Editorial: taking the state by the horns

Please note that the article is more than five years old and belongs to our archive. We do not update the content of the archives, so it may be necessary to consult newer sources.
Photo: Toomas Huik / Postimees

Yesterday, Estonian Cooperation Assembly revealed its ideas on reforming the state. A weighty event. Why?

As we know, ECA is a non-governmental organisations cooperation network called into being by the President – a body with a definite say in the society. The more so that, next to «salary poverty» and the tax proposals springing out of that, «state reform» has emerged as a keyword in the political debate this fall. And for good reasons – a couple of months to go to the general elections, it’s wisdom to discuss about the kind of a state we want to and are able to keep. Good to have non-party bodies and interested citizens do a part of the brainstorming – the discussion the broader-based and directly democratic.

With a debate of such calibre, the potential for generalisation rises above arguing over just some standalone stuff. No state reform in Estonia with a couple of cosmetic touches... Meanwhile, let’s not underestimate the importance of details, as, according to a well-worn saying that’s where the devil likes to hide.

Taking a closer look at the proposals set before us, one cannot but agree with the scarlet thread that runs thru it all: let’s cut the nonsense. Sure, no panacea here to bravely split state activities into two. Even so, the trend towards producing less indicators, reporting, all sorts of meta-level red tape – sounds good.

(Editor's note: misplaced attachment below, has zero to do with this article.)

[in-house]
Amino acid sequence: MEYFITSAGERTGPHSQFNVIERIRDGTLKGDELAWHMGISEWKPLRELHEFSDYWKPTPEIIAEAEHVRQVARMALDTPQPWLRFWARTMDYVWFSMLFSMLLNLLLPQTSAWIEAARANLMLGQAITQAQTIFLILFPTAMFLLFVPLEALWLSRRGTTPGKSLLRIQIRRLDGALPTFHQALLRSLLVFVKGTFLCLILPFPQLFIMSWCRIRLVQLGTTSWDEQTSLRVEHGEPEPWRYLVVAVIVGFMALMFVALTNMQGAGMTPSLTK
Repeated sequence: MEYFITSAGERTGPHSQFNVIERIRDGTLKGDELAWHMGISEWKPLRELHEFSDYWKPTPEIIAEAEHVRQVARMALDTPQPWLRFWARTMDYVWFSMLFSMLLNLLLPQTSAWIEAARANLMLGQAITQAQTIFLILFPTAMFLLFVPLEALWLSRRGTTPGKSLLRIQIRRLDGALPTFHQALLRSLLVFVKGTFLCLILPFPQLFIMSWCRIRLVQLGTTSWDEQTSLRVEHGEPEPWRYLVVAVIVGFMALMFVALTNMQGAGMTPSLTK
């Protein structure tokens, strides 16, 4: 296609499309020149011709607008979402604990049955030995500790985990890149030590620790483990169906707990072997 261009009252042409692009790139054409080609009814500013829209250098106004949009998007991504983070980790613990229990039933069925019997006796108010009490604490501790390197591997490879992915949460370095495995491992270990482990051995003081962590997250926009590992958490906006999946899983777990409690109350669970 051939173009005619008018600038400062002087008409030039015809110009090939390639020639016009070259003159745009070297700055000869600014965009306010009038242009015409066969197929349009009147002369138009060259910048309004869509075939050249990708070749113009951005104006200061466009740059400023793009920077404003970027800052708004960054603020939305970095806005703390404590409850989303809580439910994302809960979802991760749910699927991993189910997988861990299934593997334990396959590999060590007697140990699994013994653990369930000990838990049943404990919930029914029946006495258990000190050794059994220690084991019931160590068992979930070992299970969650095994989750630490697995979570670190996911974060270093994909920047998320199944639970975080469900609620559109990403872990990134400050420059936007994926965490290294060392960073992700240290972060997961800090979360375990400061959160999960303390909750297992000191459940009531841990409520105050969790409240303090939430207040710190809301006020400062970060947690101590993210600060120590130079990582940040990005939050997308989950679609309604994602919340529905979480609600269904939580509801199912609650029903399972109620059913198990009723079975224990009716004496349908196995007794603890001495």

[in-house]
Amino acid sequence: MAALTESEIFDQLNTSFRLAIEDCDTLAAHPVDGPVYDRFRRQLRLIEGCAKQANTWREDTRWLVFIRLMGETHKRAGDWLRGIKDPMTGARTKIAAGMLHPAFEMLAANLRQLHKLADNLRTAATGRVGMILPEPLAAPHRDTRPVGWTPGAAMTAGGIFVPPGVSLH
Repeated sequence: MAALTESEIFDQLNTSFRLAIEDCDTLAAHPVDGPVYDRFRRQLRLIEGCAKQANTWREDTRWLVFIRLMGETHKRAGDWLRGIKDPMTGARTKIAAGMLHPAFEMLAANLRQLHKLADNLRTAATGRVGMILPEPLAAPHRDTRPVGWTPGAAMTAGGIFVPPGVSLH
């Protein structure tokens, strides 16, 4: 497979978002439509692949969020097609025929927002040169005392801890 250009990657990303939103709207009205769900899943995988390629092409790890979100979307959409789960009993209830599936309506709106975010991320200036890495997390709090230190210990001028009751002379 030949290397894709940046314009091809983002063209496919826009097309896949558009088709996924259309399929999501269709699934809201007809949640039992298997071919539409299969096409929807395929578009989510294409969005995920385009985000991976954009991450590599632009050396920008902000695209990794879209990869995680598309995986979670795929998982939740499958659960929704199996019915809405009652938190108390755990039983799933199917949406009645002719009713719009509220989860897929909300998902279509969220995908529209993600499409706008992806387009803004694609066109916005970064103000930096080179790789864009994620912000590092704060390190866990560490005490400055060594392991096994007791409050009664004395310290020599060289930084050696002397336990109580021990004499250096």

Let’s deal with what’s vital – what directly relates to wellbeing of the citizens. Thereby, we shake the expensive pseudo-activities as often less is more. That also with regulations and laws – no need to stipulate and check every event in lives of Estonians with dozens of norms.

And should the state reform proposals boil down to the need of a decent diet to the snowballing thicket of rules and the state apparatus ever enveloping itself in opaque foundations and other busybodies – the debate will have been a time well spent.   

Meanwhile, the assembly did toss a thought rather fantastic – as regarding administration of the Riigikogu. The idea is to make the parliament non-professional, to convene much more rarely than it currently does. Alas, one is reminded of a certain supreme council some time ago which came together on the occasional scarce occasion raising their hands as one as a nod to things already approved elsewhere (in the Party and the Presidium). Undeniably, parliamentary politics often come across as dirty and a bother. Nevertheless, in a Western type democracy, we will hardly manage replacing it with something smashingly novel.